A no deal Brexit could lead to UK chocolate shortages, as leaving the European Union without a trade agreement would have implications on imports.
A UK-wide referendum happened on June 2016, in which 52% voted in favour of leaving the EU. After a general election and subsequent extensions, the UK Parliament finally submitted the withdrawal agreement, and the UK left the EU as of 31 January 2020.
They were given a year for a transition period and the UK government has to leave the EU by 31 December. Import tariffs are likely to be introduced, leading to price increases.
Ultimately, this could lead to consumers panic buying, and as demand increases, this will also lead to further rise in prices.
Statistics showed $2.1 Billion of chocolate was imported to the UK during 2018-2019.
Chocolate supplies could become an issue because the cocoa beans are delivered through EU ports. For example, Mars brings its cocoa beans into the U.K. via Rotterdam port which then get processed in factories in the Netherlands and Germany.
The UK imports 40% of its food and 30% of that comes from Europe. Leaving the EU could lead to delays getting the produce across border control.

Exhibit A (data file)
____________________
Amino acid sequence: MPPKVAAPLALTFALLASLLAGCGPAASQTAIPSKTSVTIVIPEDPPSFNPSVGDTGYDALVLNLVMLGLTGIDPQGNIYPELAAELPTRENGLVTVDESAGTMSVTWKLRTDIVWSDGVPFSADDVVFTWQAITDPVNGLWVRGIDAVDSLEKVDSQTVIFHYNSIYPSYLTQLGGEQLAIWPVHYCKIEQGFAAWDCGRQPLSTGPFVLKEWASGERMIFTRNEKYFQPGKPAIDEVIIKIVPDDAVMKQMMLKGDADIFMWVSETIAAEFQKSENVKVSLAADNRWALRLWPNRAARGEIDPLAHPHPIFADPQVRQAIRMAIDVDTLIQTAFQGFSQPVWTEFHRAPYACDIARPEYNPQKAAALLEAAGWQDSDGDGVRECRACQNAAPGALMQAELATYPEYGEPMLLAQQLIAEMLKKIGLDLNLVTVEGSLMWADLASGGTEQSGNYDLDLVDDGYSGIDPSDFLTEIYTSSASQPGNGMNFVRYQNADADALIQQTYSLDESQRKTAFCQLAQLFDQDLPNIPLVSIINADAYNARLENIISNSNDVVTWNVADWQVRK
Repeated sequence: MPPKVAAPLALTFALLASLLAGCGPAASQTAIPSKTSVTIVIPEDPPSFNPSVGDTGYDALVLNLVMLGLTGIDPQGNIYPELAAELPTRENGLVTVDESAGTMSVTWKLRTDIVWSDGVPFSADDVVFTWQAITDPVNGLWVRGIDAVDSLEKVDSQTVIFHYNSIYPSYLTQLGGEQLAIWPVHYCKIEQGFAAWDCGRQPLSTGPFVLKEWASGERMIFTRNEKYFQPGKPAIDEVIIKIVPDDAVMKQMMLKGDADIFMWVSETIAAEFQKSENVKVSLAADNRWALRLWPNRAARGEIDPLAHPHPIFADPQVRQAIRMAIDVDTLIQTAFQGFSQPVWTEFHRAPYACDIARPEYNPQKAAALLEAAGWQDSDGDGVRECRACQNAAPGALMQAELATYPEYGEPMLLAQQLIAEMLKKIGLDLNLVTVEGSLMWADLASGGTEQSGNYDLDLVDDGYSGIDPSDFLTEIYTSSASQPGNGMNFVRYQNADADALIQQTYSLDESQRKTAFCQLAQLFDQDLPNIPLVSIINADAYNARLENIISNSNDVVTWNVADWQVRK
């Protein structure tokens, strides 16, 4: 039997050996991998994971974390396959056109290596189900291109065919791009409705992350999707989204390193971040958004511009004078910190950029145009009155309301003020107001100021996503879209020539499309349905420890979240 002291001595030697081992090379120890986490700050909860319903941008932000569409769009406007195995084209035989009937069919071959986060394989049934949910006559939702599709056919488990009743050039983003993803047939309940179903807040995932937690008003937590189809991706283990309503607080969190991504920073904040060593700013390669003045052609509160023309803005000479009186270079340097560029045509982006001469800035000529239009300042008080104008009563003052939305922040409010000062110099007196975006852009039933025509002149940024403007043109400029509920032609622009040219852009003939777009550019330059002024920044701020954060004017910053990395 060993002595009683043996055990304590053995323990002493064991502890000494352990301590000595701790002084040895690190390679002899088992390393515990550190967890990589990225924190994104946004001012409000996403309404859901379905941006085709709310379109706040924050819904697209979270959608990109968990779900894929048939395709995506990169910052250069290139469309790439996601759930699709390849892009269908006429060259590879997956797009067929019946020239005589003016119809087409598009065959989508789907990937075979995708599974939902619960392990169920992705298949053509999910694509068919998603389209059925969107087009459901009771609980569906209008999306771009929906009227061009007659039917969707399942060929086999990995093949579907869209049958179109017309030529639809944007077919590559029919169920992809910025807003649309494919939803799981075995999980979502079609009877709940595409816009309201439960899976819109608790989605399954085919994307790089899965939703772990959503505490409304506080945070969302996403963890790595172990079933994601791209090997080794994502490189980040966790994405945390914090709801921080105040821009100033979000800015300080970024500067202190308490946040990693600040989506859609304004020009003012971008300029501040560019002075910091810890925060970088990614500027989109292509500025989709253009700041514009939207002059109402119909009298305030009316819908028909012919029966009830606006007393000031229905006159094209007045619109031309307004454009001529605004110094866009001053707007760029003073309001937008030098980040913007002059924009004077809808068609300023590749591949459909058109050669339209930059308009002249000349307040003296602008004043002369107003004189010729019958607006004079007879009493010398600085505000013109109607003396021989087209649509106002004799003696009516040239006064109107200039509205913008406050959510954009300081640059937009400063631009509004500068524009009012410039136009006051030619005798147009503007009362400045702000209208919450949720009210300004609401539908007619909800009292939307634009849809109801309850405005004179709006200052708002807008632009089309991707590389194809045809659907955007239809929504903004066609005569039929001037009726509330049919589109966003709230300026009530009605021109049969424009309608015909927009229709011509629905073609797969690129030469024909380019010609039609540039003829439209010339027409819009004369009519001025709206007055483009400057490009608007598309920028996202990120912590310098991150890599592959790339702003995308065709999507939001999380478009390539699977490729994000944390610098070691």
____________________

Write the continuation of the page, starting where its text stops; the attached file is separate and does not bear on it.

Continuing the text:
Tim Rycroft, Chief Operating Officer for the Food and Drink Federation said,
If you’re trying to make a chocolate bar that has 12 ingredients, you’ve got to have all 12 ingredients at your factory on the day you make it. If that one thing doesn’t get through, that can cause problems.
The impact on different sectors could also be a factor, with artisan chocolatiers perhaps faring differently from mainstream producers. Bean to Bar chocolates will often use fewer ingredients for their high quality products, yet they also may not able to get cocoa through the ports, and stockpiling is probably a limited option.
On the other hand, people in a recession, while they like to keep some treats such as chocolate, they tend to move toward the cheaper end, which will put a strain on larger companies if their supply is constrained.
As seen during the Covid pandemic, empty shelves and shortages were seen across UK supermarkets due to panic buying. With an uncertainty of Brexit, we can only imagine what the supermarket shelves will look like by the end of the year.